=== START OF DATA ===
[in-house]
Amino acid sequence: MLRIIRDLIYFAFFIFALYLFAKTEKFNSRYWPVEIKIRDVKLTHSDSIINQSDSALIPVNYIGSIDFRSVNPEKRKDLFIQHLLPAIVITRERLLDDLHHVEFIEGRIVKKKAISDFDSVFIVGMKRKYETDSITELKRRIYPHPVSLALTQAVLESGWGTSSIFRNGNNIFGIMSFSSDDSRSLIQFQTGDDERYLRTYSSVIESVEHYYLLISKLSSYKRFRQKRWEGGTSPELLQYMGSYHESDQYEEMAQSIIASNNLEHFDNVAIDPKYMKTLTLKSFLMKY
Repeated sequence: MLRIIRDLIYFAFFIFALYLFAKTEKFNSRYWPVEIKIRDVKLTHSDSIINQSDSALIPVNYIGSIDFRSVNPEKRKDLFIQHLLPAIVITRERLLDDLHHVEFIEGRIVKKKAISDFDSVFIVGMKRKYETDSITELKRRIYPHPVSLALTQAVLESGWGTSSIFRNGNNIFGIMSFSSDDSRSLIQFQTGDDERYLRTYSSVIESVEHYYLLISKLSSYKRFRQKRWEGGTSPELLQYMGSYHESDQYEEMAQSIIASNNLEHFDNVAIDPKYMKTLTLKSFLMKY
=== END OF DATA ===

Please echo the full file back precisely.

[in-house]
Amino acid sequence: MLRIIRDLIYFAFFIFALYLFAKTEKFNSRYWPVEIKIRDVKLTHSDSIINQSDSALIPVNYIGSIDFRSVNPEKRKDLFIQHLLPAIVITRERLLDDLHHVEFIEGRIVKKKAISDFDSVFIVGMKRKYETDSITELKRRIYPHPVSLALTQAVLESGWGTSSIFRNGNNIFGIMSFSSDDSRSLIQFQTGDDERYLRTYSSVIESVEHYYLLISKLSSYKRFRQKRWEGGTSPELLQYMGSYHESDQYEEMAQSIIASNNLEHFDNVAIDPKYMKTLTLKSFLMKY
Repeated sequence: MLRIIRDLIYFAFFIFALYLFAKTEKFNSRYWPVEIKIRDVKLTHSDSIINQSDSALIPVNYIGSIDFRSVNPEKRKDLFIQHLLPAIVITRERLLDDLHHVEFIEGRIVKKKAISDFDSVFIVGMKRKYETDSITELKRRIYPHPVSLALTQAVLESGWGTSSIFRNGNNIFGIMSFSSDDSRSLIQFQTGDDERYLRTYSSVIESVEHYYLLISKLSSYKRFRQKRWEGGTSPELLQYMGSYHESDQYEEMAQSIIASNNLEHFDNVAIDPKYMKTLTLKSFLMKY